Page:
Country Terrine

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Terrine and patés have been around for a very long time. Egyptians used to fatten geese with dried figs and use their fat oozing organs like the liver for example to make patés and terrine. Paté became very popular in France  around the 15th  century. By the 16th century the fattened goose liver paté, paté de Perigeux paté de la Contades was very popular. The pate de La Contades originaly contained no truffle until 1789 when a chef from the Perigord in the south west of France arrived in Strasbourg and introduced the concept which still continues today. Patés are a spreadable paste of meat, herbs, spices, wine or liquor and served with toast for texture. Terrine is a glazed terracotta mould  often of oval shape. Terrine mixture are chunky and consist mainly of feathered game such as quail, pheasant and venison, the mixture are then baked. The fat on top preserve the terrines and prevent them from drying out on top.

 

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Recipe:

–          1 Tbsp caster sugar

–          50 ml rum

–          50 ml port

–          6 tbsp olive oil

–          4 onion coarsely chopped

–          4 shallots coarsely chopped

–          3 garlic cloves gratted

–          400 g pork belly minced

–          300 g pork shoulder minced

–          300 g pigs liver or chicken liver minced

–          2 eggs

–          100 ml double cream

–          5 fresh parsley sprigs

–          2 fresh thyme sprigs

–          1 bay leaves

–          6-8 strips of bacon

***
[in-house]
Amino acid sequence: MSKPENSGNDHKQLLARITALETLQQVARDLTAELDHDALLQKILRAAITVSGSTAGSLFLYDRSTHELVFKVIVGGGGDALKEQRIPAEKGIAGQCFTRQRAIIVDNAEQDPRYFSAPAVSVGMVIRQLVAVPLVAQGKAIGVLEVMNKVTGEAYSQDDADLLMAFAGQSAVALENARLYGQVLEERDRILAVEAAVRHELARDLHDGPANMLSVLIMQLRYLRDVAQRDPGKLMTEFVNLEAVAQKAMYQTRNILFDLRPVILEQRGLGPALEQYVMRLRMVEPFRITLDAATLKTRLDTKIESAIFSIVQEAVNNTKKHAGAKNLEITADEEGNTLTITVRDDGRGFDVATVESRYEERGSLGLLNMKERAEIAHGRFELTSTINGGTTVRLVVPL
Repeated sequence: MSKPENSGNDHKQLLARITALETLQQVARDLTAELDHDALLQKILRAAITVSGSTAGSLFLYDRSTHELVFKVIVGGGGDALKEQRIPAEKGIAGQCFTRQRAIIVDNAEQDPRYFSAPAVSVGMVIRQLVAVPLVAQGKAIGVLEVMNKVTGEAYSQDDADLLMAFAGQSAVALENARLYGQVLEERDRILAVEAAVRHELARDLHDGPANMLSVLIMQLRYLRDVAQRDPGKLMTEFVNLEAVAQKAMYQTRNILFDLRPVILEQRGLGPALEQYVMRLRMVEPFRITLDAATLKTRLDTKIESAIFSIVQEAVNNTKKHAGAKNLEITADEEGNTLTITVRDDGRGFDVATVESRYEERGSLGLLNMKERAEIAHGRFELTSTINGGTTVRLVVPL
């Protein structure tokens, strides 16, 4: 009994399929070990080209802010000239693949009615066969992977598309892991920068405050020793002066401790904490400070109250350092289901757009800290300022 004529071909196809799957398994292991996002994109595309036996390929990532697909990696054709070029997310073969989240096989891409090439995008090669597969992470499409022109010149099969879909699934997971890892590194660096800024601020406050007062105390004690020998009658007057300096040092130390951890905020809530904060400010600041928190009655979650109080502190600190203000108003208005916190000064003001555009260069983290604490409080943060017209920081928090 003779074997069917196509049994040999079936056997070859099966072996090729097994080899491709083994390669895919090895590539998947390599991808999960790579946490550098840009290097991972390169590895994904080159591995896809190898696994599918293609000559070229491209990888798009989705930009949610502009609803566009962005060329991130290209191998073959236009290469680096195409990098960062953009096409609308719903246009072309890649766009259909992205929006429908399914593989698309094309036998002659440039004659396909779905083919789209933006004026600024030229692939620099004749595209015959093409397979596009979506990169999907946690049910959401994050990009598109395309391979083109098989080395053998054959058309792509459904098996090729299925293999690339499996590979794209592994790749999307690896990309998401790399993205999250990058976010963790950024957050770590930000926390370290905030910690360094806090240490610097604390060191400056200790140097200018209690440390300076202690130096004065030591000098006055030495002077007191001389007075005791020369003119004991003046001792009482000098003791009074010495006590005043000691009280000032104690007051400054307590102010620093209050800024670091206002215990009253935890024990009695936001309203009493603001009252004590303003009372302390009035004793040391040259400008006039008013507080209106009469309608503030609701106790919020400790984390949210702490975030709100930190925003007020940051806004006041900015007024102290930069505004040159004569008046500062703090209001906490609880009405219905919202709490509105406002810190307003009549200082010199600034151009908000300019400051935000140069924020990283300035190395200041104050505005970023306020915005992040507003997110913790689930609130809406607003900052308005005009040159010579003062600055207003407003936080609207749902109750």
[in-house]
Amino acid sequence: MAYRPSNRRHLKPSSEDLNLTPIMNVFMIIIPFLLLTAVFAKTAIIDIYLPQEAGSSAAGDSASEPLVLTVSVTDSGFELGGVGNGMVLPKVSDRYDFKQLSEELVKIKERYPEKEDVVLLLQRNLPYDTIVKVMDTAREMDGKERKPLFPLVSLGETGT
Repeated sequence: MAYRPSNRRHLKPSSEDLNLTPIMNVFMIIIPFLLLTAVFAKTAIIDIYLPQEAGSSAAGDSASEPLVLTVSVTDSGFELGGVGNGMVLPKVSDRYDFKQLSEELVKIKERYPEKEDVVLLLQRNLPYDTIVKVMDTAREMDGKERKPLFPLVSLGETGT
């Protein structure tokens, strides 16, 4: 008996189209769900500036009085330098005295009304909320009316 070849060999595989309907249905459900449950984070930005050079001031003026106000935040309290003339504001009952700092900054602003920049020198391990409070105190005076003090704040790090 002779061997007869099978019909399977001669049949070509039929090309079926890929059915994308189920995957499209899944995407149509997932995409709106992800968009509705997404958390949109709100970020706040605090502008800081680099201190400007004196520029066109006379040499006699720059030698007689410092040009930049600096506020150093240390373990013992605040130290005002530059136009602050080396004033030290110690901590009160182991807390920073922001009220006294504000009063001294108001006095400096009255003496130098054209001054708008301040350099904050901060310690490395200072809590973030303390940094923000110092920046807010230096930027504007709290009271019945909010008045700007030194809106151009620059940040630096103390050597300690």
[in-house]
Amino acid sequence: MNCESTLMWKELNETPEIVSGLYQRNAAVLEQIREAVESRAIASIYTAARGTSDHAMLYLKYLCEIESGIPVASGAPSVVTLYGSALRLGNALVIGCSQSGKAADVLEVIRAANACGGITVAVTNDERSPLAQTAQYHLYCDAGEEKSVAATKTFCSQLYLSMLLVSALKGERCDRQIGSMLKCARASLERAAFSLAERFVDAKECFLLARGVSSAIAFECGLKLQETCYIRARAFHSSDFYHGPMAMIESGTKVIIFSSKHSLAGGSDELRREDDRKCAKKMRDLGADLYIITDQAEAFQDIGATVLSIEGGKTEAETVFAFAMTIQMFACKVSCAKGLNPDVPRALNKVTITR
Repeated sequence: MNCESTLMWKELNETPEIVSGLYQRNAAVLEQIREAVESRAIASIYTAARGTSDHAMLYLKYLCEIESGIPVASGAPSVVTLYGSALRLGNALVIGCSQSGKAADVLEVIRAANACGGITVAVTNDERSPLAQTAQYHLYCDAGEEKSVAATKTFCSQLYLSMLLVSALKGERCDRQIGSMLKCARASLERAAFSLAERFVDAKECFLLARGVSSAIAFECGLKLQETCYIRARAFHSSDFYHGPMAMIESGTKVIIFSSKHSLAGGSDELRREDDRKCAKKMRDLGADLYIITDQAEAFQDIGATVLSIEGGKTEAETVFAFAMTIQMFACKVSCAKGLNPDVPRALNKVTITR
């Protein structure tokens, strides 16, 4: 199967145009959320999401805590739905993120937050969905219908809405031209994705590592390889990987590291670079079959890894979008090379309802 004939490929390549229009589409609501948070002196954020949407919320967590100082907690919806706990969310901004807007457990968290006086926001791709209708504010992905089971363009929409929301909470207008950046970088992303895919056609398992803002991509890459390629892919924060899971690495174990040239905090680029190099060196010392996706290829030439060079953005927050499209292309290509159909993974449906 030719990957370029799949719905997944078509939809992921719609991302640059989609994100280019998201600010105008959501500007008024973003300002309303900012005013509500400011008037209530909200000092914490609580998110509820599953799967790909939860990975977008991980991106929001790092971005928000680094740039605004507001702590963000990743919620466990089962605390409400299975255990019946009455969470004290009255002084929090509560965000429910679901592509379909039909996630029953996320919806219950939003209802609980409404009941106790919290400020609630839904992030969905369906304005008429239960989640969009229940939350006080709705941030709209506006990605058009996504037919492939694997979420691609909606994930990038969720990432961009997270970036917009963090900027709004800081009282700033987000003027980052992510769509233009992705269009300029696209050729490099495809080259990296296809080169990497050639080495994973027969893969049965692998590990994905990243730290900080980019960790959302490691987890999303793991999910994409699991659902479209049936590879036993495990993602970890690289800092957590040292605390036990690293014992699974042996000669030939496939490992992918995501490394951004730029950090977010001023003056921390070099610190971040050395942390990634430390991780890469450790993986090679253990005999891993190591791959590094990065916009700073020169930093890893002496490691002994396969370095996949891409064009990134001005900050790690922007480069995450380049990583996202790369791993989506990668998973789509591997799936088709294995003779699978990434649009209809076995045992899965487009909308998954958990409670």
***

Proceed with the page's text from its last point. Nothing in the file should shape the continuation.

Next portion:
–          100 g chanterelles mushroom ( dried or fresh)

Method:  Preheat the oven at  180 degree celcius• Mix together the sugar, rum and port together in a small bowl, stirring the sugar until dissolve• Heat the olive oil int a pan, add the onions, garlic, shallots and chanterelles mushroom ( soaked in warm water if using dried mushrooms), cook over low heat stirring occasionally  for about 10 minutes  until lightly brown• Stir in the rum mixture, heat for a few seconds and ignite• When the flames have died down, cook until caramelized then remove from heat.

Mix together the meat, eggs and cream. Add the onions, shallots and garlic and season with salt and pepper. Mix the chopped parsley with  the thyme leave  and stir in• Make a lattice pattern (cross)at  the bottom of the mould then spoon  the mixture in the  terrine mould  put the bayleaves on top and repeat the pattern on to finish• Put the terrine in a roasting tray, pour in boiling water to come about half way up the sides and bake for two hours. Leave the terrine to stand for 48 hours before serving.

You can enjoy this terrine with a fresh baguette, fig bread, cornichons or other pickles.

Bon Appetit .

Le Fermier

Chicken Chasseur

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Sauce chasseur also known as “hunter sauceis a brown sauce used in French cooking traditionally to cook game meat such as venison, rabbit, wild fowl and other meats. It often contains mushroom and shallots. Traditionally, while returning from the hunt, the hunters would pick the mushrooms that they would then use to prepare the sauce. In this recipe i used port instead of brandy as i find that it give the sauce more body. Chasseur is thought to have been invented by Philippe de Mornay, who is also credited with inventing Mornay sauce, bechamel, sauce Lyonnaise, and sauce Porto.

 

Chicken Chasseur

For the chicken:

–          500g chicken thighs
–          4 shallots